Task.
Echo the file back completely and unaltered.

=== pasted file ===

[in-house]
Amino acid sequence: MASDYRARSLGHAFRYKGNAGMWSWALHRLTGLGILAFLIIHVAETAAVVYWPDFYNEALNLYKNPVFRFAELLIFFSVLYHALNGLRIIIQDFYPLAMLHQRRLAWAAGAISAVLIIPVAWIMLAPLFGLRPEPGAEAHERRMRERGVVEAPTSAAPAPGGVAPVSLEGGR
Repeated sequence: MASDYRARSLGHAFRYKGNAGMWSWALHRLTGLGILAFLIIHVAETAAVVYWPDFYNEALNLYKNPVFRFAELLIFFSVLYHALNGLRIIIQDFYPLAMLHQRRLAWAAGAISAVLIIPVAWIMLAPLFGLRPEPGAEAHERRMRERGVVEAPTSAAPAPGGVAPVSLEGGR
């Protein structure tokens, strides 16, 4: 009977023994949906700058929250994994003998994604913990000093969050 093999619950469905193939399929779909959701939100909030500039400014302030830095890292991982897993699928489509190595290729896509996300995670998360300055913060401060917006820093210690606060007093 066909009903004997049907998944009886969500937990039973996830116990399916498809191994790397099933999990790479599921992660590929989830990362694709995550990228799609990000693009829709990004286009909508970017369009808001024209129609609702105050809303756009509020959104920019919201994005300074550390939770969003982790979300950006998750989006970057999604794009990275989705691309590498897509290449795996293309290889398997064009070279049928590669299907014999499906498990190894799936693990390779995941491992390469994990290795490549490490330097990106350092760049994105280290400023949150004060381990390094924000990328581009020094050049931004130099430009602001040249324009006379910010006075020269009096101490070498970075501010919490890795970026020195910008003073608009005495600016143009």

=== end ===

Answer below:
[in-house]
Amino acid sequence: MASDYRARSLGHAFRYKGNAGMWSWALHRLTGLGILAFLIIHVAETAAVVYWPDFYNEALNLYKNPVFRFAELLIFFSVLYHALNGLRIIIQDFYPLAMLHQRRLAWAAGAISAVLIIPVAWIMLAPLFGLRPEPGAEAHERRMRERGVVEAPTSAAPAPGGVAPVSLEGGR
Repeated sequence: MASDYRARSLGHAFRYKGNAGMWSWALHRLTGLGILAFLIIHVAETAAVVYWPDFYNEALNLYKNPVFRFAELLIFFSVLYHALNGLRIIIQDFYPLAMLHQRRLAWAAGAISAVLIIPVAWIMLAPLFGLRPEPGAEAHERRMRERGVVEAPTSAAPAPGGVAPVSLEGGR
């Protein structure tokens, strides 16, 4: 009977023994949906700058929250994994003998994604913990000093969050 093999619950469905193939399929779909959701939100909030500039400014302030830095890292991982897993699928489509190595290729896509996300995670998360300055913060401060917006820093210690606060007093 066909009903004997049907998944009886969500937990039973996830116990399916498809191994790397099933999990790479599921992660590929989830990362694709995550990228799609990000693009829709990004286009909508970017369009808001024209129609609702105050809303756009509020959104920019919201994005300074550390939770969003982790979300950006998750989006970057999604794009990275989705691309590498897509290449795996293309290889398997064009070279049928590669299907014999499906498990190894799936693990390779995941491992390469994990290795490549490490330097990106350092760049994105280290400023949150004060381990390094924000990328581009020094050049931004130099430009602001040249324009006379910010006075020269009096101490070498970075501010919490890795970026020195910008003073608009005495600016143009």